Comparative Study
Journal Article
Meta-Analysis
Multicenter Study
Randomized Controlled Trial
Research Support, Non-U.S. Gov't
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Randomised clinical trial: delayed-release oral mesalazine 4.8 g/day vs. 2.4 g/day in endoscopic mucosal healing--ASCEND I and II combined analysis.

BACKGROUND: Recent studies have focused on the importance of mucosal healing in ulcerative colitis (UC). However, it was still unclear whether higher doses of delayed-release mesalazine (mesalamine) could provide additional benefit.

AIM: To examine how two doses of delayed-release mesalazine (4.8 g/day and 2.4 g/day) from ASCEND I and II compare in their relative ability to heal colonic mucosa over time.

METHODS: Primary data from two prospective 6-week, double-blind, randomised studies in patients with mildly to moderately active UC were pooled and analysed retrospectively. The mucosal healing analysis focuses on moderately active UC patients (n=391), comprising a majority of patients (84%). Additional analyses examined the relationship between mucosal healing and dose, clinical response to therapy and patient quality of life (Inflammatory Bowel Disease Questionnaire, IBDQ).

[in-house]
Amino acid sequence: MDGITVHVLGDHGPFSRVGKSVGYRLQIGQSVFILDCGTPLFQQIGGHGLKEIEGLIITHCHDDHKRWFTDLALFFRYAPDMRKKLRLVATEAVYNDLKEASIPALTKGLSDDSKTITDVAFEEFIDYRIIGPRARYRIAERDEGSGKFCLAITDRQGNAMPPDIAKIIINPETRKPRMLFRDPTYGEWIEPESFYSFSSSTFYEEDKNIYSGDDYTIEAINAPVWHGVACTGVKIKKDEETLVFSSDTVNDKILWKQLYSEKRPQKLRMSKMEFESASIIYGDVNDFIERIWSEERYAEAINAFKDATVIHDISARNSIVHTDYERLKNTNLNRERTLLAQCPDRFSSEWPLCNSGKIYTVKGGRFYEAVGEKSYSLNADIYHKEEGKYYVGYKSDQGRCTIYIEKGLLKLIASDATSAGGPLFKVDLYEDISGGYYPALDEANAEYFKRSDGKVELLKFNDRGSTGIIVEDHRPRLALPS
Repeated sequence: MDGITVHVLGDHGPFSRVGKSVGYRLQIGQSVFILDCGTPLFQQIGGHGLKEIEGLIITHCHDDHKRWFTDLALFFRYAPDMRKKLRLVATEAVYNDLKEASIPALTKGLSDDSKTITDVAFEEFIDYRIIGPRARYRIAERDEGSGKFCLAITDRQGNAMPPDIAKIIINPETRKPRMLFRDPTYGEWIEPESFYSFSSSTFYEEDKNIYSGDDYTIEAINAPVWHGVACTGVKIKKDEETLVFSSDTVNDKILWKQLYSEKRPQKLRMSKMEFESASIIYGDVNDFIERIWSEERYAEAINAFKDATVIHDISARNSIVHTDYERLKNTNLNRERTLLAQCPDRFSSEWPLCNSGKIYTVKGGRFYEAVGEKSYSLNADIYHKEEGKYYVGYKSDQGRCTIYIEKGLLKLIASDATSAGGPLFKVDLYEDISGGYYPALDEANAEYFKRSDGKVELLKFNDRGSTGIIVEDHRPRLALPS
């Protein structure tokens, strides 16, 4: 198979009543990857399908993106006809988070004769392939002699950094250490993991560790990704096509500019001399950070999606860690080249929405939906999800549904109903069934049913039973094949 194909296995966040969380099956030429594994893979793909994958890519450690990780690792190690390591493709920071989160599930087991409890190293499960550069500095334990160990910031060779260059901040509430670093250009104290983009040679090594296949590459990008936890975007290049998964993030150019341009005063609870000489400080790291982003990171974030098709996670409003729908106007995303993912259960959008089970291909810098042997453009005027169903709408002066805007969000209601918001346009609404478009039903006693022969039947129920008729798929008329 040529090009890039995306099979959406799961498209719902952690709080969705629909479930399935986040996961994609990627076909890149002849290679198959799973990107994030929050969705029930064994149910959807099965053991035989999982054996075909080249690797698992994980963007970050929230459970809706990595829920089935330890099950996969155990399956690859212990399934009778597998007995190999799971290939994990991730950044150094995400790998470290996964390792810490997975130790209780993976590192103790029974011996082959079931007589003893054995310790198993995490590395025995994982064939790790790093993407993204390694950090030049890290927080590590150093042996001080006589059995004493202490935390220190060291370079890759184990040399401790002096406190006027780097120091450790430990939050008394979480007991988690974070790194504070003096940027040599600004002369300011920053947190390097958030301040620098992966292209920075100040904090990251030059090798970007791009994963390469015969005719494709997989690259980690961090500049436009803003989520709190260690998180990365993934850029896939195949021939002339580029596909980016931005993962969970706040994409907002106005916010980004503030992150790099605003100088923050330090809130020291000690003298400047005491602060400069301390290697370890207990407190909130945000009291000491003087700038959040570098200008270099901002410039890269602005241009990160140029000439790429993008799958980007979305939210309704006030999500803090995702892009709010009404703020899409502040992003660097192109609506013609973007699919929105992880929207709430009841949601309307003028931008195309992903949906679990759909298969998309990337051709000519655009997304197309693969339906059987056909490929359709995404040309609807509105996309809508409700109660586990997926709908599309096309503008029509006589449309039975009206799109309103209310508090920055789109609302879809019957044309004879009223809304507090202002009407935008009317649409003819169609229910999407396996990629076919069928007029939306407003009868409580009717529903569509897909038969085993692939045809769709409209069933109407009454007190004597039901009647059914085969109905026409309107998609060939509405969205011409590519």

RESULTS: At week 3, mucosal healing (endoscopy subscore of 0 or 1) was achieved in 65% of moderately active UC patients on 4.8 g/day and 58% of patients on 2.4 g/day (P=0.219). At week 6, this increased to 80% for 4.8 g/day and 68% for 2.4 g/day (P=0.012). Healing rates with the higher dose were also greater across all extents of disease and in patients with prior steroid use. At 6 weeks, clinical response to therapy and mucosal healing were found to be well correlated (kappa=0.694). Likewise, the change in IBDQ at week 6 showed a significant relationship with mucosal healing (P<0.0001).

CONCLUSION: Mucosal healing rates in UC achieved at 6 weeks were statistically significantly higher with delayed-release mesalazine at 4.8 g/day vs. 2.4 g/day.

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